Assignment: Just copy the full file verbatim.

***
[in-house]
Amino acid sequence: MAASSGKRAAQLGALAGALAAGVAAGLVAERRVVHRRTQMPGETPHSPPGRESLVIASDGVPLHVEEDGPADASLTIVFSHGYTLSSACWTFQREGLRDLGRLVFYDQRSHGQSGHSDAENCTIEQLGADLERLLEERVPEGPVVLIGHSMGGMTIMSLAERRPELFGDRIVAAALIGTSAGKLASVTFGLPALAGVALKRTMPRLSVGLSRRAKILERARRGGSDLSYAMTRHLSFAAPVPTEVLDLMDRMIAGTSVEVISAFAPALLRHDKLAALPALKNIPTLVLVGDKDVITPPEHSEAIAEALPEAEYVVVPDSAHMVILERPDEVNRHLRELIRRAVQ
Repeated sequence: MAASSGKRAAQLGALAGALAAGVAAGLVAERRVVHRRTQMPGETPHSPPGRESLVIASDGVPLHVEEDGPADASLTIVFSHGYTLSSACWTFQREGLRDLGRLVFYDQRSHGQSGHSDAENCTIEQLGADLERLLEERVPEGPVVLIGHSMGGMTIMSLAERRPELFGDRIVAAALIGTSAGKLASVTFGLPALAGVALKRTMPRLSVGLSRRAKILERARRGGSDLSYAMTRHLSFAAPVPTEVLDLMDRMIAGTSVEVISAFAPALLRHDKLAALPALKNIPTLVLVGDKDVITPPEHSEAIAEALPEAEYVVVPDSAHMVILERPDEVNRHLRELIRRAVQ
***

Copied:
[in-house]
Amino acid sequence: MAASSGKRAAQLGALAGALAAGVAAGLVAERRVVHRRTQMPGETPHSPPGRESLVIASDGVPLHVEEDGPADASLTIVFSHGYTLSSACWTFQREGLRDLGRLVFYDQRSHGQSGHSDAENCTIEQLGADLERLLEERVPEGPVVLIGHSMGGMTIMSLAERRPELFGDRIVAAALIGTSAGKLASVTFGLPALAGVALKRTMPRLSVGLSRRAKILERARRGGSDLSYAMTRHLSFAAPVPTEVLDLMDRMIAGTSVEVISAFAPALLRHDKLAALPALKNIPTLVLVGDKDVITPPEHSEAIAEALPEAEYVVVPDSAHMVILERPDEVNRHLRELIRRAVQ
Repeated sequence: MAASSGKRAAQLGALAGALAAGVAAGLVAERRVVHRRTQMPGETPHSPPGRESLVIASDGVPLHVEEDGPADASLTIVFSHGYTLSSACWTFQREGLRDLGRLVFYDQRSHGQSGHSDAENCTIEQLGADLERLLEERVPEGPVVLIGHSMGGMTIMSLAERRPELFGDRIVAAALIGTSAGKLASVTFGLPALAGVALKRTMPRLSVGLSRRAKILERARRGGSDLSYAMTRHLSFAAPVPTEVLDLMDRMIAGTSVEVISAFAPALLRHDKLAALPALKNIPTLVLVGDKDVITPPEHSEAIAEALPEAEYVVVPDSAHMVILERPDEVNRHLRELIRRAVQ